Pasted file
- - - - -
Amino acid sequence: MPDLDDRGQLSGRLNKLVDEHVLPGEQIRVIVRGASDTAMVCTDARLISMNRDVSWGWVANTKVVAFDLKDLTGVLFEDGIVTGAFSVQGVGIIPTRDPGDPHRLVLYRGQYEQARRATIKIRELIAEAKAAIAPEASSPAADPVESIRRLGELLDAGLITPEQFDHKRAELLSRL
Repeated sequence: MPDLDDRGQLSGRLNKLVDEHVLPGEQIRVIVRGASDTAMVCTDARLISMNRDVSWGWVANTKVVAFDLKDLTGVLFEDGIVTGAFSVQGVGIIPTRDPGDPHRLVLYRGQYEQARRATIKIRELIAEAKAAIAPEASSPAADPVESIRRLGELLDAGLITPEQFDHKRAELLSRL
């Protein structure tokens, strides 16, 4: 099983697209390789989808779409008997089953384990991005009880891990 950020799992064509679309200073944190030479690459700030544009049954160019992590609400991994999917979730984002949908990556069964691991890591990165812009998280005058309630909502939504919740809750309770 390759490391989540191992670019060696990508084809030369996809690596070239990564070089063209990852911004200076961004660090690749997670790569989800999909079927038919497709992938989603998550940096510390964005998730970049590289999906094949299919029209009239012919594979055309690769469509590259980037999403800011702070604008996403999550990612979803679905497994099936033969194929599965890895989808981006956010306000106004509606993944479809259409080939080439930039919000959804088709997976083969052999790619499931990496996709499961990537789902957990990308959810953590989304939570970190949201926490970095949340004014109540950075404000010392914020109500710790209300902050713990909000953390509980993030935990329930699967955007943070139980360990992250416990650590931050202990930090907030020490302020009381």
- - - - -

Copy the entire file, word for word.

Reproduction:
Amino acid sequence: MPDLDDRGQLSGRLNKLVDEHVLPGEQIRVIVRGASDTAMVCTDARLISMNRDVSWGWVANTKVVAFDLKDLTGVLFEDGIVTGAFSVQGVGIIPTRDPGDPHRLVLYRGQYEQARRATIKIRELIAEAKAAIAPEASSPAADPVESIRRLGELLDAGLITPEQFDHKRAELLSRL
Repeated sequence: MPDLDDRGQLSGRLNKLVDEHVLPGEQIRVIVRGASDTAMVCTDARLISMNRDVSWGWVANTKVVAFDLKDLTGVLFEDGIVTGAFSVQGVGIIPTRDPGDPHRLVLYRGQYEQARRATIKIRELIAEAKAAIAPEASSPAADPVESIRRLGELLDAGLITPEQFDHKRAELLSRL
């Protein structure tokens, strides 16, 4: 099983697209390789989808779409008997089953384990991005009880891990 950020799992064509679309200073944190030479690459700030544009049954160019992590609400991994999917979730984002949908990556069964691991890591990165812009998280005058309630909502939504919740809750309770 390759490391989540191992670019060696990508084809030369996809690596070239990564070089063209990852911004200076961004660090690749997670790569989800999909079927038919497709992938989603998550940096510390964005998730970049590289999906094949299919029209009239012919594979055309690769469509590259980037999403800011702070604008996403999550990612979803679905497994099936033969194929599965890895989808981006956010306000106004509606993944479809259409080939080439930039919000959804088709997976083969052999790619499931990496996709499961990537789902957990990308959810953590989304939570970190949201926490970095949340004014109540950075404000010392914020109500710790209300902050713990909000953390509980993030935990329930699967955007943070139980360990992250416990650590931050202990930090907030020490302020009381």